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Regional Pay Comparison  
User currently offlineJadedmonkeys From United States of America, joined May 2004, 67 posts, RR: 3
Posted (4 years 10 months 3 days 7 hours ago) and read 3151 times:

here's the link http://www.doihaveafuturehere.org

It's an interesting blog on regional pay, especially how much they make the first year. I wonder how much of the public actually realize how much these pilots make. The graphs are pretty interesting too. It's no wonder student pilot license issuance are dwindling every year.

22 replies: All unread, jump to last
 
User currently offlineN702ML From , joined Dec 1969, posts, RR:
Reply 1, posted (4 years 10 months 3 days 7 hours ago) and read 3117 times:

I will add this....in 1999/2000 i was a flight attendant for Comair.

Suprisingly, we were paid very well. Our starting rate was more than some of the major carriers. If I recall correctly, I think we started at $19+ an hour and that was in 1999.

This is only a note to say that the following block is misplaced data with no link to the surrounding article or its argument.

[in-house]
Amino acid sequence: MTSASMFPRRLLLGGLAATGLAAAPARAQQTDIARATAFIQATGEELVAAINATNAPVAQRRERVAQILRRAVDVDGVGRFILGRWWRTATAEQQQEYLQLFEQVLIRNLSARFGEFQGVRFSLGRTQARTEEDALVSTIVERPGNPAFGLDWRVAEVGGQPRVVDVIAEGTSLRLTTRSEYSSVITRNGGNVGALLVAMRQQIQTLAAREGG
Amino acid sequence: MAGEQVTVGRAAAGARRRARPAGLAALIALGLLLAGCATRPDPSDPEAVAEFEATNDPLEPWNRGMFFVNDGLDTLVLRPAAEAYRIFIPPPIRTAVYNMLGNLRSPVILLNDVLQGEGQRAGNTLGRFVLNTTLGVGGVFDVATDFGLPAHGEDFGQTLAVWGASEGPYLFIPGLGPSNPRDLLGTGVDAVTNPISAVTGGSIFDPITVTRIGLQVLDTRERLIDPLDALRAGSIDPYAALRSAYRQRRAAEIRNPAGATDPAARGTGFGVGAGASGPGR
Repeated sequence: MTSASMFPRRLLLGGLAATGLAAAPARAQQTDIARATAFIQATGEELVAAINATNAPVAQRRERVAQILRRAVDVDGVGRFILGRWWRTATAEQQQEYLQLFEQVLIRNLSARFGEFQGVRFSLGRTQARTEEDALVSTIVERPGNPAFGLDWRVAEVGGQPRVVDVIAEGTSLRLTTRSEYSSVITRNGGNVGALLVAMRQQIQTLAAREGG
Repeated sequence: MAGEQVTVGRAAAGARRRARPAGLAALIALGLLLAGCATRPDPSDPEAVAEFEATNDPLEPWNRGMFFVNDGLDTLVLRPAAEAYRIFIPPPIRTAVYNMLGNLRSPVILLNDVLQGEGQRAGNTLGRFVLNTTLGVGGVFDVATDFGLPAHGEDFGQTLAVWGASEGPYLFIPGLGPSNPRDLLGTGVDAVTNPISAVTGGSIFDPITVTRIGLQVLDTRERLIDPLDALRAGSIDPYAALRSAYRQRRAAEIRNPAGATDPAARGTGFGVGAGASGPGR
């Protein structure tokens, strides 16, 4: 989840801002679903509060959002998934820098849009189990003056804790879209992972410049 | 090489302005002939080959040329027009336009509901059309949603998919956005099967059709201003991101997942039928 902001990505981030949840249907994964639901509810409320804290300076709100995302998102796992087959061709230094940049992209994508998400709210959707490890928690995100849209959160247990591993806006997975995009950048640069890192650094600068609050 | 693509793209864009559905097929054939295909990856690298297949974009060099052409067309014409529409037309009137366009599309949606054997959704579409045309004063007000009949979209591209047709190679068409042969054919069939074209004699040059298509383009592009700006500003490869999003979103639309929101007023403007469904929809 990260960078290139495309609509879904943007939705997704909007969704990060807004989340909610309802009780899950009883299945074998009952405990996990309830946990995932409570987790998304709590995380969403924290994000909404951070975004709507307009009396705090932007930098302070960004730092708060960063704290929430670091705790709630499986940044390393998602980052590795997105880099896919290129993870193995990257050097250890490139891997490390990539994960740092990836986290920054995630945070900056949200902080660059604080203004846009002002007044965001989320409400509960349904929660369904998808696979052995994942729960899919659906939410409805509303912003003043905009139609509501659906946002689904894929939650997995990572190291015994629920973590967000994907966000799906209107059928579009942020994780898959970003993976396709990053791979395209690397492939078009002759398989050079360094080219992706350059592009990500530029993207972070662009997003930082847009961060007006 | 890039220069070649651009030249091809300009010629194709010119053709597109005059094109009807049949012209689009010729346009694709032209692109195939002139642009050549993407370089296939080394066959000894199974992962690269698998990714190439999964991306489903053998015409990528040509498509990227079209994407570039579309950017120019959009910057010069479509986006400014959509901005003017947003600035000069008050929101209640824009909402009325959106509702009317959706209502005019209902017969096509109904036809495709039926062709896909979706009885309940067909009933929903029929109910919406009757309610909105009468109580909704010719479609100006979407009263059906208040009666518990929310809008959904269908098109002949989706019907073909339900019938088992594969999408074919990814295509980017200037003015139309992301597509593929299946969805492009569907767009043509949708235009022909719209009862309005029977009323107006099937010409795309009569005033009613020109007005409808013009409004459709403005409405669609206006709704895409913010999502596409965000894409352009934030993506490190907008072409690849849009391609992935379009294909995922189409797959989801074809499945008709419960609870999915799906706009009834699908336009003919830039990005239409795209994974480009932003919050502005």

However, this was the year leading up to the Comair pilot strike and we heard many, many times that WE as first year flight attendants made MORE than the first year pilots.

That was incredible.

I still remember once the strike started, a local Cincinnati radio station started playing a song. I recall some of the lyrics:

"Welcome to the walk-out, Comair pilots are on strike. If you have to get there, take your skateboard or your bike. Their wages are low, thats the cause of this whole thing, first-year pilots would make more if they worked at Burger King."

The sad thing was....that was probably true.


User currently offlineLAXintl From United States of America, joined May 2000, 25794 posts, RR: 50
Reply 2, posted (4 years 10 months 3 days 7 hours ago) and read 3090 times:

Keep in mind, unions like ALPA are as much to blame for this as anyone.

To ensure high pay for top seniority, the bottom half gets the shaft. There has been more then one airline that has proposed flatter pay rates that would raise new hire pay, much at the expense of the top earners.



From the desert to the sea, to all of Southern California
User currently offlineTheGreatChecko From United States of America, joined Mar 2004, 1130 posts, RR: 2